Bill Chappell

Bill Chappell is a blogger and producer who works with NPR's Morning Edition and Digital Media group. In addition to coordinating Web features, he frequently contributes to NPR's blogs, from The Two Way and All Tech Considered to The Salt.

Chappell's work at NPR has ranged from being the site's first full-time homepage editor to leading the London 2012 Olympics blog, The Torch. His assignments have included being the lead web producer for NPR's trip to Asia's Grand Trunk Road, as well as establishing the Peabody Award-winning StoryCorps on NPR.org.

In 2009, Chappell was a key editorial member of the small team that redesigned NPR's web site. One year later, the site won its first Peabody Award, along with the National Press Foundation's Excellence in Online Journalism award.

At NPR, Chappell trains both digital and radio staff to use digital tools to tell compelling stories, in addition to "evangelizing" — promoting more collaboration between departments. Other shows he has worked with include All Things Considered, Fresh Air, and Talk of the Nation.

Prior to joining NPR in late 2003, Chappell worked on the Assignment Desk at CNN International, handling coverage in areas from the Middle East, Asia, Africa, Europe, and Latin America, and coordinating CNN's pool coverage out of Qatar.

Chappell's work for CNN also included producing Web stories and editing digital video for SI.com, as well as editing and producing stories for CNN.com's features division. He also worked at the network's video and research library.

Before joining CNN, Chappell wrote about movies, restaurants and music for alternative weeklies, in addition to his first job: editing the police blotter.

From 2002-2003, Chappell served as editor-in-chief of The Trans-Atlantic Journal, a business and lifestyle monthly geared for expatriate Europeans working and living in the United States.

A holder of bachelor's degrees in English and History from the University of Georgia, he attended graduate school for English Literature at the University of South Carolina.

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The Two-Way
4:42 pm
Mon December 8, 2014

New York City Council Will Weigh Ban On Horse-Drawn Carriages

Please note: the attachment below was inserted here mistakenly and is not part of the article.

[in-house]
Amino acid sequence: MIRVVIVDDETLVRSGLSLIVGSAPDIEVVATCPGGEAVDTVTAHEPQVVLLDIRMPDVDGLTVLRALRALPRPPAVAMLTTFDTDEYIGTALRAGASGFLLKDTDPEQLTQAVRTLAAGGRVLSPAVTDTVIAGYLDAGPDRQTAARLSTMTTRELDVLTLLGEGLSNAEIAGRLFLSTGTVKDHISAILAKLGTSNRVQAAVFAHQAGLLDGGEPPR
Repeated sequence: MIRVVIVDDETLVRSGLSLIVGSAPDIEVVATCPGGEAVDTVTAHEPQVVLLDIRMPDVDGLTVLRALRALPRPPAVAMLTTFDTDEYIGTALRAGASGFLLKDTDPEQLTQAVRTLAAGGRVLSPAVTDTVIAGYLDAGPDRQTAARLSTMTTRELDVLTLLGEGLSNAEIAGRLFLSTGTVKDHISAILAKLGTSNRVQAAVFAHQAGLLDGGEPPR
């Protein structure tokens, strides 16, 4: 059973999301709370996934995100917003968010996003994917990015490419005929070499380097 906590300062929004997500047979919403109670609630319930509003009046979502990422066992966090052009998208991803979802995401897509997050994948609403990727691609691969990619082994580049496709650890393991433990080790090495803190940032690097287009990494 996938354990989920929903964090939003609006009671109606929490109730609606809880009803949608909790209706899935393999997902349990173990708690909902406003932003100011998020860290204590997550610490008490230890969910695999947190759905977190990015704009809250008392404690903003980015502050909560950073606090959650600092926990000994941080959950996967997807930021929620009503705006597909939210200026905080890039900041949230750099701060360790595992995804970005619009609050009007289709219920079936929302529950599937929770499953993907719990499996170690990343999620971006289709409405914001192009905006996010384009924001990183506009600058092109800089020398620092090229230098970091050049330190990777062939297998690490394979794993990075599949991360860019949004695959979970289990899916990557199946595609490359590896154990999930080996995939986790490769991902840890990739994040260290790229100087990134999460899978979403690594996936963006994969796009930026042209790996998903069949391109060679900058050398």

A horse-drawn carriage operator waits for riders near Central Park in New York on October 20, 2014. Mayor Bill de Blasio is backing legislation that would ban such carriages in 2016.
JEWEL SAMAD AFP/Getty Images

Originally published on Mon December 8, 2014 5:15 pm

Following up on a controversial campaign promise, New York Mayor Bill de Blasio's bill to ban horse-drawn carriages reached the City Council on Monday, in a move to phase out the carriages that often give tours around Central Park.

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The Two-Way
3:22 pm
Mon December 8, 2014

(Not) Eaten Alive: A Snake Tale, Made For TV

A still image from the Discovery TV special Eaten Alive, which angered some viewers after it aired Sunday.
Discovery

Originally published on Tue December 9, 2014 11:31 am

The outcome of an outlandish TV stunt Sunday night didn't go down well with many viewers, who say they were duped into expecting that the Discovery special Eaten Alive would actually portray a man being ingested by an anaconda.

But that didn't happen, forcing the network to defend the program today by saying it had been naturalist Paul Rosolie's "absolute intention to be eaten alive."

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The Two-Way
3:45 pm
Thu December 4, 2014

At Beer Mile Championships, Scientist Sets New Women's Record

In an image from video of the men's event at the Beer Mile World Championships, competitors are seen poised to open their beers, which they'll guzzle before taking off on their first of four laps.
Flocast

In a dizzying finish, American scientist Elizabeth Herndon set a new women's world record in the Beer Mile World Championships in Austin, Texas, last night, breaking through a tight field to obliterate the previous mark by 11 seconds.

In the men's race, Canadian mailman Corey Gallagher relied on fast drinking to separate himself from the field, turning in a time a hair over 5 minutes, just three seconds off the men's world record.

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The Two-Way
1:01 pm
Thu December 4, 2014

NYC Police Will Be Retrained, De Blasio Says At News Conference

Originally published on Thu December 4, 2014 4:08 pm

New York City Mayor Bill de Blasio and New York Police Department Commissioner Bill Bratton have announced plans to give training to police officers to help them treat all citizens with equal respect and with equal regard for their safety.